At this point, it probably feels to most people like the federal government is standing down when it comes to state-legal cannabis and cannabis businesses. It started back in 2013 with the Cole Memo when U.S. Deputy Attorney General James M. Cole opined in a memorandum that U.S. attorneys shouldn’t really prioritize federally illegal cannabis activities in states that robustly regulated cannabis and cannabis businesses (so long as eight main enforcement priorities were honored by the states).
This hands off approach was amplified by the 2014 FinCEN guidelines, which opened the doors on cannabis banking, a huge, positive development for the industry at the time. Then there was a bit of a downturn in January 2018 when then acting U.S. Attorney General rescinded all Department of Justice (DOJ) guidance (including the 2013 Cole Memo) regarding any federal enforcement position on state legal cannabis, fully returning to all U.S. Attorneys to go after state-legal cannabis according to the resources and priorities in their own jurisdictions.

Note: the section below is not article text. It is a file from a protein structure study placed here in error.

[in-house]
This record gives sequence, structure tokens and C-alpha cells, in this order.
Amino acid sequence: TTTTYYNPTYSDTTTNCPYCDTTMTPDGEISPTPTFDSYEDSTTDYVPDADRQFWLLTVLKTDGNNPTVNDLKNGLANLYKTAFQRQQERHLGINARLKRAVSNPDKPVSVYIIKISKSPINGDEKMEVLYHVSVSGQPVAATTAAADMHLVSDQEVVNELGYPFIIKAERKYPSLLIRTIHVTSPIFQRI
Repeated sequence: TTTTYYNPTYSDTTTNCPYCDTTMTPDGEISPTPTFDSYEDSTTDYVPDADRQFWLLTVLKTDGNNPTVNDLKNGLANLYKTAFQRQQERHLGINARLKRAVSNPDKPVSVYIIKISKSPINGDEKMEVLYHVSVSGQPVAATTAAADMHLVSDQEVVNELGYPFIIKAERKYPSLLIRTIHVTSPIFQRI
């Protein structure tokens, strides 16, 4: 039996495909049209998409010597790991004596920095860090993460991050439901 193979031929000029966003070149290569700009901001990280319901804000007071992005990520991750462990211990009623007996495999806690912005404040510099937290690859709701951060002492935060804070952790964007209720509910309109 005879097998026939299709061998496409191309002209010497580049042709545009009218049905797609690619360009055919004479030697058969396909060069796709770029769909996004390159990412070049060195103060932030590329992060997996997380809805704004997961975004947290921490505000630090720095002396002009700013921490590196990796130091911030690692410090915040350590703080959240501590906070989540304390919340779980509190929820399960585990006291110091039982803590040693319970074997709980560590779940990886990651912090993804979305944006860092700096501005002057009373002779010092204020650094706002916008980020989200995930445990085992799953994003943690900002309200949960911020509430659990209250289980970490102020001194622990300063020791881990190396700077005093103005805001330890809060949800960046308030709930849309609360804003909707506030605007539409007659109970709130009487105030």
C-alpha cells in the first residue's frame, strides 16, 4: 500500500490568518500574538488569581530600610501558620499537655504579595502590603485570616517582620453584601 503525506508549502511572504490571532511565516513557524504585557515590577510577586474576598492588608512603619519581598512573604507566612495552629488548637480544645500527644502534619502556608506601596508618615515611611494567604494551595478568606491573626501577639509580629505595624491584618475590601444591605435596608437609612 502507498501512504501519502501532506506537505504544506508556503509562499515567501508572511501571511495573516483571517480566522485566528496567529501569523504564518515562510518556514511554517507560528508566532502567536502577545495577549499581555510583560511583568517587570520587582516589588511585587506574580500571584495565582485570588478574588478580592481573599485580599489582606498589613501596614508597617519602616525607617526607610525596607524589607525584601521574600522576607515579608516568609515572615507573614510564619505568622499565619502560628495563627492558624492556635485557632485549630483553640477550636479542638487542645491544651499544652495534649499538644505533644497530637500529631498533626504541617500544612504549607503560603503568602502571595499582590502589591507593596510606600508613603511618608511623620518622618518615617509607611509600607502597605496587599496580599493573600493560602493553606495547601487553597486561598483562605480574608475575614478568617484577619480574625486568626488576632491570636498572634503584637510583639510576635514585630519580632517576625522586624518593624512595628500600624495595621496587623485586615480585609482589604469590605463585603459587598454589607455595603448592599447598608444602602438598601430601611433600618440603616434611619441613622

Notably, none of the foregoing had any impact on actual federal law–enforcement memos do not represent changes in law and don’t do anything to amend the law. However, way back in 2014, Congress passed on